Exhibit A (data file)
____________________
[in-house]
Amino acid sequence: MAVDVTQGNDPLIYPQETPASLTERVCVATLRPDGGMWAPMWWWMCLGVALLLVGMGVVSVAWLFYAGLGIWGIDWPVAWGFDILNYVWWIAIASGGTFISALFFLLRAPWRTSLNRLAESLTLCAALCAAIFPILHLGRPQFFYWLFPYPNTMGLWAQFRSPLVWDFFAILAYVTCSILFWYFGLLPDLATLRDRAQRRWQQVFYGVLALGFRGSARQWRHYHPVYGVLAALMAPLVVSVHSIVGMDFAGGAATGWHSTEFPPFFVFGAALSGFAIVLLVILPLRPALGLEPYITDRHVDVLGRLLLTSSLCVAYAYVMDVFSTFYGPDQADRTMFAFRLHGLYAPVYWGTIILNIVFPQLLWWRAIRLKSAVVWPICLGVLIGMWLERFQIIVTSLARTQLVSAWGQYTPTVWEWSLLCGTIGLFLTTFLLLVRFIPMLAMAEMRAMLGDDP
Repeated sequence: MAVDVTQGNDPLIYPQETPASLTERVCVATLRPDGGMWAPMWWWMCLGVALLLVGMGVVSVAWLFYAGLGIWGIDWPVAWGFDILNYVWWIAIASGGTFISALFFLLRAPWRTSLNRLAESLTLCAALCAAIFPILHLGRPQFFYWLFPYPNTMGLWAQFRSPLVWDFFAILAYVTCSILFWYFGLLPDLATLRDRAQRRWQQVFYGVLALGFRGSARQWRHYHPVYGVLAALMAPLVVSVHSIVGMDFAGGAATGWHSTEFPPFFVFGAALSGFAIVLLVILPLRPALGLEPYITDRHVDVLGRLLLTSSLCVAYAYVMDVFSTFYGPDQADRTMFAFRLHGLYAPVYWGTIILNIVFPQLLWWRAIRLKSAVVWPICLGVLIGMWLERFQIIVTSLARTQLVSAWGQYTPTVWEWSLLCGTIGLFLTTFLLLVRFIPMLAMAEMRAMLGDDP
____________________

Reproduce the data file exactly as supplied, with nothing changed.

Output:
[in-house]
Amino acid sequence: MAVDVTQGNDPLIYPQETPASLTERVCVATLRPDGGMWAPMWWWMCLGVALLLVGMGVVSVAWLFYAGLGIWGIDWPVAWGFDILNYVWWIAIASGGTFISALFFLLRAPWRTSLNRLAESLTLCAALCAAIFPILHLGRPQFFYWLFPYPNTMGLWAQFRSPLVWDFFAILAYVTCSILFWYFGLLPDLATLRDRAQRRWQQVFYGVLALGFRGSARQWRHYHPVYGVLAALMAPLVVSVHSIVGMDFAGGAATGWHSTEFPPFFVFGAALSGFAIVLLVILPLRPALGLEPYITDRHVDVLGRLLLTSSLCVAYAYVMDVFSTFYGPDQADRTMFAFRLHGLYAPVYWGTIILNIVFPQLLWWRAIRLKSAVVWPICLGVLIGMWLERFQIIVTSLARTQLVSAWGQYTPTVWEWSLLCGTIGLFLTTFLLLVRFIPMLAMAEMRAMLGDDP
Repeated sequence: MAVDVTQGNDPLIYPQETPASLTERVCVATLRPDGGMWAPMWWWMCLGVALLLVGMGVVSVAWLFYAGLGIWGIDWPVAWGFDILNYVWWIAIASGGTFISALFFLLRAPWRTSLNRLAESLTLCAALCAAIFPILHLGRPQFFYWLFPYPNTMGLWAQFRSPLVWDFFAILAYVTCSILFWYFGLLPDLATLRDRAQRRWQQVFYGVLALGFRGSARQWRHYHPVYGVLAALMAPLVVSVHSIVGMDFAGGAATGWHSTEFPPFFVFGAALSGFAIVLLVILPLRPALGLEPYITDRHVDVLGRLLLTSSLCVAYAYVMDVFSTFYGPDQADRTMFAFRLHGLYAPVYWGTIILNIVFPQLLWWRAIRLKSAVVWPICLGVLIGMWLERFQIIVTSLARTQLVSAWGQYTPTVWEWSLLCGTIGLFLTTFLLLVRFIPMLAMAEMRAMLGDDP